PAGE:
Self-Rated Poor Fitness
It turns out people are pretty accurate and honest when it comes to self-rating their health. In fact, self-rated health accurately predicts adverse health events. Could the same be true when it comes to self-rated fitness? A study from Finland suggests a link between self-reports of poor fitness and risk of dementia.
The study asked 3,559 adults around the age of 50 to rate their fitness levels and followed them for 30 years. Those who rated themselves with poor fitness were four times more likely to develop dementia than those who reported a good level of fitness. The study is the first large population-based study looking at the link between self-rated physical fitness during mid- and later life and risk of dementia.
The participants came from the Cardiovascular Risk Factors, Aging, and Incidence of Dementia (CAIDE) study which is an ongoing study investigating the link between social, lifestyle, and cardiovascular factors and dementia.
Poor Fitness and Other Health Conditions
The link between poor fitness and dementia was stronger among those with chronic disease (obesity, diabetes, heart disease, high blood pressure, etc). This makes sense. One common denominator that all those chronic diseases share is they are all caused in part by silent inflammation and silent inflammation has been linked to dementia, too.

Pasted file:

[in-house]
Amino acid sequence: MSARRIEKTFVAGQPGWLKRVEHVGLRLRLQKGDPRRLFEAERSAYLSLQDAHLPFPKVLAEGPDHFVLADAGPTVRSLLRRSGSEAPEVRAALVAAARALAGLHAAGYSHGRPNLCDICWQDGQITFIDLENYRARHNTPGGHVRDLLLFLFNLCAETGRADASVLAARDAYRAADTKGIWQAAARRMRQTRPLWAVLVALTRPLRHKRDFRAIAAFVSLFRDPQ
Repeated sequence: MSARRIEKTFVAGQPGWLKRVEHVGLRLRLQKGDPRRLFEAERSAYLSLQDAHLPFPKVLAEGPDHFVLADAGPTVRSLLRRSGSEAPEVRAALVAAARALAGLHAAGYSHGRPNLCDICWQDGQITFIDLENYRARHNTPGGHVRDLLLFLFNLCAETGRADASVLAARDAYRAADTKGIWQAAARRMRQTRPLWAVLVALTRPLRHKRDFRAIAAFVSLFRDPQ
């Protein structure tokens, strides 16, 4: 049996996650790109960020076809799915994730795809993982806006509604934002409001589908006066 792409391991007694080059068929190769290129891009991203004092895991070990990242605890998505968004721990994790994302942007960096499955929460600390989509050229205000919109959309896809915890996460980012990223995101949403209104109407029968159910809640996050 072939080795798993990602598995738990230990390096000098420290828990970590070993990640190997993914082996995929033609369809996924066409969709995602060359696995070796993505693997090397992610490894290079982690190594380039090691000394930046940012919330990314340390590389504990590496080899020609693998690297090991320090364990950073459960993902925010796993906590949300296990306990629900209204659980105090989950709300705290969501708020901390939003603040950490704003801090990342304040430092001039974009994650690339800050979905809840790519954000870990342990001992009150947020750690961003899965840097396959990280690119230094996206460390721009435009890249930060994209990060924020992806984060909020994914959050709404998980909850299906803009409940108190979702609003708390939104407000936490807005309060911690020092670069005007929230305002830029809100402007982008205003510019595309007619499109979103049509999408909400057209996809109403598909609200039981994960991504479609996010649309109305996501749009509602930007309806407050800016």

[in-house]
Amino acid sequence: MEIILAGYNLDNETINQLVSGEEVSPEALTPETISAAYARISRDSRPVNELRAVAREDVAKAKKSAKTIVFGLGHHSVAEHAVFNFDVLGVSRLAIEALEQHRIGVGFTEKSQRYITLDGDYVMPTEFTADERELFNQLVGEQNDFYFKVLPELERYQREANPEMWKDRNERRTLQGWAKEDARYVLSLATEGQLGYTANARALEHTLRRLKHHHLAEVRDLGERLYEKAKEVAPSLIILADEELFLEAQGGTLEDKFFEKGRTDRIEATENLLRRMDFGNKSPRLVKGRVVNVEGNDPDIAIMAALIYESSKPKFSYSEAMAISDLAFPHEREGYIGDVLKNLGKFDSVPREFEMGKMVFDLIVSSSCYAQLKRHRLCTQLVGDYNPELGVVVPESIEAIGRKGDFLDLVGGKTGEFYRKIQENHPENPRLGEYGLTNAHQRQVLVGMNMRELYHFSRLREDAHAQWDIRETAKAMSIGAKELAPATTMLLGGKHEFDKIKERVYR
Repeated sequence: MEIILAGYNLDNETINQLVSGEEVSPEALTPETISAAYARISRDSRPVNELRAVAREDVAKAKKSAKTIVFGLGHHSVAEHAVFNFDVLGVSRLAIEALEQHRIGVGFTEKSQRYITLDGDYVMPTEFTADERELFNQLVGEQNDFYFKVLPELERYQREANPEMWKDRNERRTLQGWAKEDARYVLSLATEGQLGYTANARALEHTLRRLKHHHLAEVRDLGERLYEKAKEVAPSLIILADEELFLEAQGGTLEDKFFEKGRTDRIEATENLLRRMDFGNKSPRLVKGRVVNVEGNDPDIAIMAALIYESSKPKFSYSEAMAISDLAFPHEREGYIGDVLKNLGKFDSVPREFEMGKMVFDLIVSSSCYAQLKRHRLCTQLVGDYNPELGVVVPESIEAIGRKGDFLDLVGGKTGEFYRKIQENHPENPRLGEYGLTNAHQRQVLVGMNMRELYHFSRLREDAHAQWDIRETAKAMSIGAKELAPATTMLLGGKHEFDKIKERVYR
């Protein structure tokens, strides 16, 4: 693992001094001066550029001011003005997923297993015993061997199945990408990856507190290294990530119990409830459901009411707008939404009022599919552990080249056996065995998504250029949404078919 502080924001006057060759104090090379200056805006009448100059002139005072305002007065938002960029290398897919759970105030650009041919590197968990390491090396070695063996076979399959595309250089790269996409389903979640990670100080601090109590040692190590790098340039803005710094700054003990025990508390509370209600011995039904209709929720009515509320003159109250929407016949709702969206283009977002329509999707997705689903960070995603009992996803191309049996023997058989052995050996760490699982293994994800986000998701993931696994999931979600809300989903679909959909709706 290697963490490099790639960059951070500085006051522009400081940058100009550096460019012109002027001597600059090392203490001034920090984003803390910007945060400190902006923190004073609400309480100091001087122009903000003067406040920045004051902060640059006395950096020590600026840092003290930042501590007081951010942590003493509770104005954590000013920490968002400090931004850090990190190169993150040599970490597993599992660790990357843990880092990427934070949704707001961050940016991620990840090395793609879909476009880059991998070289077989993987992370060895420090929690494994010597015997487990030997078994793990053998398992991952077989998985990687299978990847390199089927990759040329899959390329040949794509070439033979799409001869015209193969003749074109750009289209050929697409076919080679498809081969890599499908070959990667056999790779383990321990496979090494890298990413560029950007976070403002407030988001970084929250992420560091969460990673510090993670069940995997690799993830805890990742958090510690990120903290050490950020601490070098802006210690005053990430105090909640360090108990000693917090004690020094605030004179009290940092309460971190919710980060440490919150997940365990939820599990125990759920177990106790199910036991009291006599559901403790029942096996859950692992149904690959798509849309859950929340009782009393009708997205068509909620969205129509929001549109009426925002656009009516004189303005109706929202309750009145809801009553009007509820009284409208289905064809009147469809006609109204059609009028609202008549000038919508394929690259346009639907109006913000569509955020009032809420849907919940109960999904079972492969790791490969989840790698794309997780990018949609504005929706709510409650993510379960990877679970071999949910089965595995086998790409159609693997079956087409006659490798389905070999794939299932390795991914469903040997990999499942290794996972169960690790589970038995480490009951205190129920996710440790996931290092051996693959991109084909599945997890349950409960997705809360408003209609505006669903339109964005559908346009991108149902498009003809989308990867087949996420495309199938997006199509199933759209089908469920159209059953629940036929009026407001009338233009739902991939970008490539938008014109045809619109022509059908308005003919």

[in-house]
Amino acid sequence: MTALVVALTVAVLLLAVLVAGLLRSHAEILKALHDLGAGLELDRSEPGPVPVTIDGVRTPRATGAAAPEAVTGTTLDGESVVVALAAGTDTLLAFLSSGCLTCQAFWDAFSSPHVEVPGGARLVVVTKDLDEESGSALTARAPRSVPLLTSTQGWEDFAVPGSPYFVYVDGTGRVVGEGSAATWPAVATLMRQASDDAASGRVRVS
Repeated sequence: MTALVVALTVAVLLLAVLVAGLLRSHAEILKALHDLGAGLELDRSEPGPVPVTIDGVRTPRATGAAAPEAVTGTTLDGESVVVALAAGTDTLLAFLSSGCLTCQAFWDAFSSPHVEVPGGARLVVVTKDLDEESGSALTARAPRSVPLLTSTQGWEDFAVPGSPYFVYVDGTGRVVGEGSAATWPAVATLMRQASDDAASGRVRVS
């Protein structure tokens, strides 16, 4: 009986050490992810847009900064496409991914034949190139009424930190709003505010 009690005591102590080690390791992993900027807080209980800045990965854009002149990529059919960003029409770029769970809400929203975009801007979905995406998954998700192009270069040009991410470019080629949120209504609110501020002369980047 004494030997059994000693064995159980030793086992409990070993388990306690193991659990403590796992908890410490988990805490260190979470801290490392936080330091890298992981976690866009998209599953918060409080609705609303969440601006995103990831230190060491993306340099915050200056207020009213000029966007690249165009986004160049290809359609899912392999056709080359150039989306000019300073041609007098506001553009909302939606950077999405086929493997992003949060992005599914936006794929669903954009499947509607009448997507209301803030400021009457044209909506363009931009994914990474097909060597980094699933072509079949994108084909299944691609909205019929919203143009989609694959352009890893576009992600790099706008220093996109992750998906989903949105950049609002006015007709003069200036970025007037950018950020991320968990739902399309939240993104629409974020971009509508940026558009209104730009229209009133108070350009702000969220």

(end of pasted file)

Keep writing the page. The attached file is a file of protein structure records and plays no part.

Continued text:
Though the study found a link between poor fitness and dementia the study was not designed to prove a cause and effect relationship. Poor physical fitness is linked to sedentary lifestyle, poor mental health, obesity, smoking, lower education levels, and social isolation. All of these have been associated with increased dementia risk.
So the real value of the study just might be that self-rated reports of fitness should identify a person at risk for dementia. Then hopefully steps to intervene can be explored to lower their dementia risk.
But, a lot of that intervention requires the cooperation and motivation of the individual. As we’ve said before about 75% of how well we age is dependent on our lifestyle habits. Also, keep learning. You are never to old to learn some new stuff. Jack Hughston, MD, one of the grandfathers of Sports Medicine and an early mentor of mine, used to say, “As long as you’re green you’re still growing. Once you’re ripe you’re next to rotten.” Ongoing learning keeps us green. Stay green my friend (and thirsty)!